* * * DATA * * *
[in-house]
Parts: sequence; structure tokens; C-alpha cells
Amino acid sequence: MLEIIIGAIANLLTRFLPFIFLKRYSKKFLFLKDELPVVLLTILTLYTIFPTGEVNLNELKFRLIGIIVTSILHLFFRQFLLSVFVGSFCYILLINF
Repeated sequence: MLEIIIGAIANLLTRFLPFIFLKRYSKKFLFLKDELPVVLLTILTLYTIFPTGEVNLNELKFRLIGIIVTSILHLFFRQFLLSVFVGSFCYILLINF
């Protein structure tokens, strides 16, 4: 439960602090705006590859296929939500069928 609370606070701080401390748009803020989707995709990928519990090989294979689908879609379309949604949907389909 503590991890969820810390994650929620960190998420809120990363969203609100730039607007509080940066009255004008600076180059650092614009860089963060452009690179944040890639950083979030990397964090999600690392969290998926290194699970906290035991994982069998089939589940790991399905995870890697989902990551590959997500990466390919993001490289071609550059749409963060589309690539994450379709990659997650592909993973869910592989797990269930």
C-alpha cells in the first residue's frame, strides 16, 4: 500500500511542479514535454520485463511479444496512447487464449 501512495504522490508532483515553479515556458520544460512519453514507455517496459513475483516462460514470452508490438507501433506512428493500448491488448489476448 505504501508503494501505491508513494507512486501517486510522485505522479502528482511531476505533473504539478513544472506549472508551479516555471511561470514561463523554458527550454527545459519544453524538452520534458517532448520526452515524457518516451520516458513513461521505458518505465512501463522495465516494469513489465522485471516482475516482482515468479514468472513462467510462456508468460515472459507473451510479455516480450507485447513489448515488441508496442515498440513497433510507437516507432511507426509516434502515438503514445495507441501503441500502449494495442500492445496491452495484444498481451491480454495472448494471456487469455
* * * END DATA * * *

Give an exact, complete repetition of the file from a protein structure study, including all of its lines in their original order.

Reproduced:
[in-house]
Parts: sequence; structure tokens; C-alpha cells
Amino acid sequence: MLEIIIGAIANLLTRFLPFIFLKRYSKKFLFLKDELPVVLLTILTLYTIFPTGEVNLNELKFRLIGIIVTSILHLFFRQFLLSVFVGSFCYILLINF
Repeated sequence: MLEIIIGAIANLLTRFLPFIFLKRYSKKFLFLKDELPVVLLTILTLYTIFPTGEVNLNELKFRLIGIIVTSILHLFFRQFLLSVFVGSFCYILLINF
């Protein structure tokens, strides 16, 4: 439960602090705006590859296929939500069928 609370606070701080401390748009803020989707995709990928519990090989294979689908879609379309949604949907389909 503590991890969820810390994650929620960190998420809120990363969203609100730039607007509080940066009255004008600076180059650092614009860089963060452009690179944040890639950083979030990397964090999600690392969290998926290194699970906290035991994982069998089939589940790991399905995870890697989902990551590959997500990466390919993001490289071609550059749409963060589309690539994450379709990659997650592909993973869910592989797990269930």
C-alpha cells in the first residue's frame, strides 16, 4: 500500500511542479514535454520485463511479444496512447487464449 501512495504522490508532483515553479515556458520544460512519453514507455517496459513475483516462460514470452508490438507501433506512428493500448491488448489476448 505504501508503494501505491508513494507512486501517486510522485505522479502528482511531476505533473504539478513544472506549472508551479516555471511561470514561463523554458527550454527545459519544453524538452520534458517532448520526452515524457518516451520516458513513461521505458518505465512501463522495465516494469513489465522485471516482475516482482515468479514468472513462467510462456508468460515472459507473451510479455516480450507485447513489448515488441508496442515498440513497433510507437516507432511507426509516434502515438503514445495507441501503441500502449494495442500492445496491452495484444498481451491480454495472448494471456487469455